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  1. Opinion

Here’s what to read from the left and the right this week

Here’s some interesting commentary from the opposite poles of the political spectrum.
President Donald Trump, right, and former New York Mayor Rudy Giuliani pose for photographs as Giuliani arrives at the Trump National Golf Club Bedminster clubhouse in Nov. 2016 in Bedminster, N.J.
Published Nov. 17

We live in a partisan age, and our news habits can reinforce our own perspectives. Consider this an effort to broaden our collective outlook with essays beyond the range of our typical selections.

FROM THE LEFT

From “The Foreign Policy Establishment Is Hijacking Impeachment,” by Jeet Heer in The Nation.

The context, from the author: President Donald Trump should be impeached for using his office for corrupt purposes — not for challenging the national security consensus.

The excerpt: Trump should not be impeached because he upset the national security establishment. Presidents have not just the right to disregard that establishment but, in fact, would usually be wise to do so. ... Even the fact that Trump runs a messy White House where goons like Giuliani are elbowing career diplomats isn’t really a good reason to impeach him. Giuliani is repugnant, but there’s ample precedent for a White House with private back channels.

From “Come on Down and Testify, Donald Trump!” by Matt Ford in The New Republic.

The context, from the author: The House Intelligence Committee should give the president a chance to clear up this whole Ukraine matter with his first-hand knowledge.

The excerpt: If the president feels that strongly about it, the House of Representatives should give him the opportunity to make his case in person before lawmakers and the American public. It would be extraordinary for a president to testify before Congress on any matter, let alone his own impeachment. But it’s not without precedent.

From “How America Ends: A Tectonic Demographic Shift Is Under Way. Can The Country Hold Together?” by Yoni Appelbaum in The Atlantic.

The context, from the author: Democracy depends on the consent of the losers. For most of the 20th century, parties and candidates in the United States have competed in elections with the understanding that electoral defeats are neither permanent nor intolerable. The losers could accept the result, adjust their ideas and coalitions, and move on to fight in the next election. The stakes could feel high, but rarely existential. In recent years, however, beginning before the election of Donald Trump and accelerating since, that has changed.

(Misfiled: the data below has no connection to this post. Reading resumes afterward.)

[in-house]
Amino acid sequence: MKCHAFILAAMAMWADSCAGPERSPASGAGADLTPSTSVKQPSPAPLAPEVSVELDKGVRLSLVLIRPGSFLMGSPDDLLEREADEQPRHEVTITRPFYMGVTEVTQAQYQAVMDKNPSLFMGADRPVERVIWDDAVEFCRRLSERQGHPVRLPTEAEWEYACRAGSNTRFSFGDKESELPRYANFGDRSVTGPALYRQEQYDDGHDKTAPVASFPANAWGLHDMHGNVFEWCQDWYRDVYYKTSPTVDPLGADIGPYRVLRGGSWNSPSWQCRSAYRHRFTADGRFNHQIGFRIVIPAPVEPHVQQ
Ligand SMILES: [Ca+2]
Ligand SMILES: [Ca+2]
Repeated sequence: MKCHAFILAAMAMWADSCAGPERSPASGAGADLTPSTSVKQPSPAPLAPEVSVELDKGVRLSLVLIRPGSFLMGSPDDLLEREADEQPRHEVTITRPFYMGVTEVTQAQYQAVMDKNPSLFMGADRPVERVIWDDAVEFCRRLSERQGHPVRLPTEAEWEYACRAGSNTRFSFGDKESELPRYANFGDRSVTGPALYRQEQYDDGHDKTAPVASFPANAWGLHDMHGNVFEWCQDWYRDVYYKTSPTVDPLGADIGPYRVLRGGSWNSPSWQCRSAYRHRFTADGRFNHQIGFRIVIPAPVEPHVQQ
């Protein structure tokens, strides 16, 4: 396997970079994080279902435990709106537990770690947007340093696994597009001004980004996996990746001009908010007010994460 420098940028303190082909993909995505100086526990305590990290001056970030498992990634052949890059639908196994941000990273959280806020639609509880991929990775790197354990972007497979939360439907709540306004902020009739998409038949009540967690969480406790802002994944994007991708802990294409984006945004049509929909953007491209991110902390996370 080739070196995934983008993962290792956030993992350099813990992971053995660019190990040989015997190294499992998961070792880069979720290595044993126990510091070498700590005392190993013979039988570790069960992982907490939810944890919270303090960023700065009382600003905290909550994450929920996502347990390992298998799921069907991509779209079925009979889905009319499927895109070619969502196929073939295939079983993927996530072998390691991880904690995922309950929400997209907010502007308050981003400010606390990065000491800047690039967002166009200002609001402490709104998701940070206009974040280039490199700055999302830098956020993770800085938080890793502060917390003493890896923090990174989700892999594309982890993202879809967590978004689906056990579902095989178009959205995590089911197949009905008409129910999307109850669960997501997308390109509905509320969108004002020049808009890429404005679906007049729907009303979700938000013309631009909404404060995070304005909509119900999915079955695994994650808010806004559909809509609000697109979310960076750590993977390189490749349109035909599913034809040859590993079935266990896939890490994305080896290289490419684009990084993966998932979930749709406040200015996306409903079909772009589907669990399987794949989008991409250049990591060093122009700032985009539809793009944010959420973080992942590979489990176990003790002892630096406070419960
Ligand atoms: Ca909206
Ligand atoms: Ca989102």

The excerpt: The history of the United States is rich with examples of once-dominant groups adjusting to the rise of formerly marginalized populations — sometimes gracefully, more often bitterly, and occasionally violently. ... But sometimes, that process of realignment breaks down. Instead of reaching out and inviting new allies into its coalition, the political right hardens, turning against the democratic processes it fears will subsume it. A conservatism defined by ideas can hold its own against progressivism, winning converts to its principles and evolving with each generation. A conservatism defined by identity reduces the complex calculus of politics to a simple arithmetic question — and at some point, the numbers no longer add up.

FROM THE RIGHT

From “A Defining Statement of Modern Conservatism,” by Rich Lowry in the National Review.

The context, from the author: “A Time for Choosing” is a brilliant libertarian speech. But Ronald Reagan couldn’t have foreseen the toxic individualism that challenges us today.

The excerpt: The deeper current issue is that the chief suppressant of human flourishing may be not our overweening government but our tendency toward toxic individualism — we are now a people largely disconnected from marriage, church, and workplace, and too many American sink into self-destructive behavior and despair.

From “The Impeachment Circus Is Keeping Congress From Doing Its Real Job,” by Tristan Justice in The Federalist.

The context, from the author: The American people would be better served if Democrats worked with the president rather than spending three years drumming up conspiracy theories.

The excerpt: The fact is, impeachment brings legislating to a grinding halt. The American public would be better served if Democrats followed the will of the people and came to the table to work with the constitutionally elected president rather than spending three years drumming up conspiracy theories to reverse the results of a free and fair election.

From “Iraq: Is This What ‘Winning’ Looks Like?” by Kelley Beaucar Vlahos in the American Conservative.

The context, from the author: For ordinary Iraqis, their “liberation” turned out to be a purgatory, with a corrupt authoritarian elite at the helm.

The excerpt: It’s more than worth noting that the United States spent billions of dollars and sent thousands of troops, contractors, consultants, diplomats and all manner of do-gooders over to that country between 2003-2009 to help set up a stable, democratic government. Many of us knew it was a farce to begin with since we never asked the Iraqis what they wanted.

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